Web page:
randallg99

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Hey randallg99,

Does this have any bearing on outstanding HELOC balances?

I posted this as a new thread here:

http://thefastlanetomillions.com/showthread.php?t=476

Interested in your opinion.

BTW, what is your background in REI? :)

Thanks,

-Russ H.
hey
to answer your first question- Yes. the pools are heavily affected by the secondary market... these pools are the hot potatoes that nobody, and I mean nobody wants to get caught holding and you can practically buy these for a dime, but the risk is magnified even more so than the 1st exotic subprime lien... remember, these HELOCS and other Home Eq loans are the loans that are easy to discount at foreclosure proceedings and any downward pricing pressure on the property forcing an upside down position on the 1st lien will force the 2nd lien holder to take whatever they can to save their skin - even at severe losses...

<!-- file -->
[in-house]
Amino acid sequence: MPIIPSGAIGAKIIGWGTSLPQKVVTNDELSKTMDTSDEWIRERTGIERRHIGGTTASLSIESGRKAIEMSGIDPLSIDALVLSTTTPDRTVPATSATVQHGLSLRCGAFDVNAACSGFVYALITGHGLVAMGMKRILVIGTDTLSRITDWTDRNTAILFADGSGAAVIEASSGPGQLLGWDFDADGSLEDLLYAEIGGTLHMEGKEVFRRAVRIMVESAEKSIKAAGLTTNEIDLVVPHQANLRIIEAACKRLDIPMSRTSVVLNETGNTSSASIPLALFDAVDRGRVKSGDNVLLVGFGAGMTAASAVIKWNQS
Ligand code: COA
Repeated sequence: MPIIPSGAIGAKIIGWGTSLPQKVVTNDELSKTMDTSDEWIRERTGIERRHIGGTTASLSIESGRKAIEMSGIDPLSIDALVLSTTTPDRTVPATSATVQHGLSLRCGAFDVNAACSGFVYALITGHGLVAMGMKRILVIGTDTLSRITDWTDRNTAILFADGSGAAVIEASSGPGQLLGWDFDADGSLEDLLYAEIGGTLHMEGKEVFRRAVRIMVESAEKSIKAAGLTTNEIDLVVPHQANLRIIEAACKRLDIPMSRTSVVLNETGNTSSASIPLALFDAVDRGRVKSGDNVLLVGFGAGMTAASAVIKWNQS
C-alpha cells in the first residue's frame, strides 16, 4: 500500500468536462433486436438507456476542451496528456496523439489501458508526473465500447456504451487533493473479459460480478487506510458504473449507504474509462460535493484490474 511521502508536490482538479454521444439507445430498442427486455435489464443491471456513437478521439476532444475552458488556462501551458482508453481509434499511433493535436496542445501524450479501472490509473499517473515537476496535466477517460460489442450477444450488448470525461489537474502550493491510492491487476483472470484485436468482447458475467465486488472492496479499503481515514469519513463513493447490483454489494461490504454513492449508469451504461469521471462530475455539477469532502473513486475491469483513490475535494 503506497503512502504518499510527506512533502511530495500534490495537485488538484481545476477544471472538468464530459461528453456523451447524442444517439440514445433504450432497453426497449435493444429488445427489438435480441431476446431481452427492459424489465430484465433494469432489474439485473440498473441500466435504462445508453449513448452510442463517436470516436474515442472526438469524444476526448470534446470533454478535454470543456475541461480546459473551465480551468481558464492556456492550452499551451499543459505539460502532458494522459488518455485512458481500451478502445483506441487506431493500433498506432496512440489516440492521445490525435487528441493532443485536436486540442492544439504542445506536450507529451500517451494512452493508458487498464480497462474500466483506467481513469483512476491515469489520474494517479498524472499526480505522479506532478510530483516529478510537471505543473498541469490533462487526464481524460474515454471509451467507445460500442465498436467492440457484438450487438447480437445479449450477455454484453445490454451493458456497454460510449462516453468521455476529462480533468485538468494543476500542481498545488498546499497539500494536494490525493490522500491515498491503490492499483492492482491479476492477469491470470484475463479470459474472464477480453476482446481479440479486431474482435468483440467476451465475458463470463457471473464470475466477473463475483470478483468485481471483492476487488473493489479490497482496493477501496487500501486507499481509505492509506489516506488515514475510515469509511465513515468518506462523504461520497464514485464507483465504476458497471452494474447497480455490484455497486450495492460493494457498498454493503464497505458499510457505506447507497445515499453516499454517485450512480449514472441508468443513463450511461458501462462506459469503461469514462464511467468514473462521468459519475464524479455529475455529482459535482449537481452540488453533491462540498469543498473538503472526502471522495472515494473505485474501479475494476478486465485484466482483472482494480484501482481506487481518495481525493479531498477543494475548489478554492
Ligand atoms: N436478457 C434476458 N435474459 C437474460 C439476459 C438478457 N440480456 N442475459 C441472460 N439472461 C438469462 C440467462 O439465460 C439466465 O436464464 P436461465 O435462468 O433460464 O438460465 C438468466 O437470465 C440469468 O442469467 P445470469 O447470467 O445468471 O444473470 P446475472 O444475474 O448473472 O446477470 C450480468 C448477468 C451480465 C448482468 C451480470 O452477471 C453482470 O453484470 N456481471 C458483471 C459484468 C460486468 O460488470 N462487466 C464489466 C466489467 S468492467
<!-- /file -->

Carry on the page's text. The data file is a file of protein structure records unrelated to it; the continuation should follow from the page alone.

I will check out the link later

to answer your other question regarding my experience

1. I own and operate several pieces of commerical, we lease one property with a purchase option. 18k sq ft bldg on 5.5 acres of premium highway visibility with a locked in price. Another property is 18k sq ft and is adjacent to a proposed wal-mart (we just hit a home run here). Also have a 20k sq foot distribution center with an office rented out. Also own a building that rents out to realtors.

2. I own and operate a business with 2 retail brick and mortar locations (which are housed by a couple of the above)

3. I own and operate over 20 apartment units. My philosophy has been buy and hold, but line of thinking has recently changed in the past 6 months after speaking with SteveO

4. Part time investor - I invest in foreign real estate (been to Panama several times and am one of senior investors on an amazing project... if it comes to fruition only a fraction of expectations, then my retirement will be fully funded) Also involved in stock market.

But to answer the question earlier in the thread about the future... nobody has a crystal ball, but the historical data shows times of economic stress are relieved temporarily during presidential election years only to resume prior economic activity/downturn ... hint, hint...